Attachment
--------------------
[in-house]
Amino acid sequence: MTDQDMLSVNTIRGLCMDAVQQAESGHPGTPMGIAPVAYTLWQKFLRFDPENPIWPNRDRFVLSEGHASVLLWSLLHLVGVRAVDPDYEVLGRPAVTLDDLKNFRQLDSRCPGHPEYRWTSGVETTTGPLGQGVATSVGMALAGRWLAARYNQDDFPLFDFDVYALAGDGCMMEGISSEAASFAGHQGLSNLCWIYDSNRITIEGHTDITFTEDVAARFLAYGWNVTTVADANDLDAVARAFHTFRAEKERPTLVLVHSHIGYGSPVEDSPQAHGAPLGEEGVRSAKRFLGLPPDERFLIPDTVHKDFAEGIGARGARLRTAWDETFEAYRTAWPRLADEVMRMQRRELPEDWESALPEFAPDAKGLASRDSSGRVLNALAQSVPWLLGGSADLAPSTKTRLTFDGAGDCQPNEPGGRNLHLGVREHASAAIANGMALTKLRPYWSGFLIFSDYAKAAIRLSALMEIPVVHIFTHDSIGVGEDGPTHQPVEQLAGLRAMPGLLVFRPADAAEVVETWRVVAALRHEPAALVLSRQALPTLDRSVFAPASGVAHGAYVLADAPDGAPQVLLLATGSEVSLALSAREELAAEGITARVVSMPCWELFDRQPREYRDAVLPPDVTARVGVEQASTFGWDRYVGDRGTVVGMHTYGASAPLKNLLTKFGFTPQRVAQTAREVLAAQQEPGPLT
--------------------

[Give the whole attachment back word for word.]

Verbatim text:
[in-house]
Amino acid sequence: MTDQDMLSVNTIRGLCMDAVQQAESGHPGTPMGIAPVAYTLWQKFLRFDPENPIWPNRDRFVLSEGHASVLLWSLLHLVGVRAVDPDYEVLGRPAVTLDDLKNFRQLDSRCPGHPEYRWTSGVETTTGPLGQGVATSVGMALAGRWLAARYNQDDFPLFDFDVYALAGDGCMMEGISSEAASFAGHQGLSNLCWIYDSNRITIEGHTDITFTEDVAARFLAYGWNVTTVADANDLDAVARAFHTFRAEKERPTLVLVHSHIGYGSPVEDSPQAHGAPLGEEGVRSAKRFLGLPPDERFLIPDTVHKDFAEGIGARGARLRTAWDETFEAYRTAWPRLADEVMRMQRRELPEDWESALPEFAPDAKGLASRDSSGRVLNALAQSVPWLLGGSADLAPSTKTRLTFDGAGDCQPNEPGGRNLHLGVREHASAAIANGMALTKLRPYWSGFLIFSDYAKAAIRLSALMEIPVVHIFTHDSIGVGEDGPTHQPVEQLAGLRAMPGLLVFRPADAAEVVETWRVVAALRHEPAALVLSRQALPTLDRSVFAPASGVAHGAYVLADAPDGAPQVLLLATGSEVSLALSAREELAAEGITARVVSMPCWELFDRQPREYRDAVLPPDVTARVGVEQASTFGWDRYVGDRGTVVGMHTYGASAPLKNLLTKFGFTPQRVAQTAREVLAAQQEPGPLT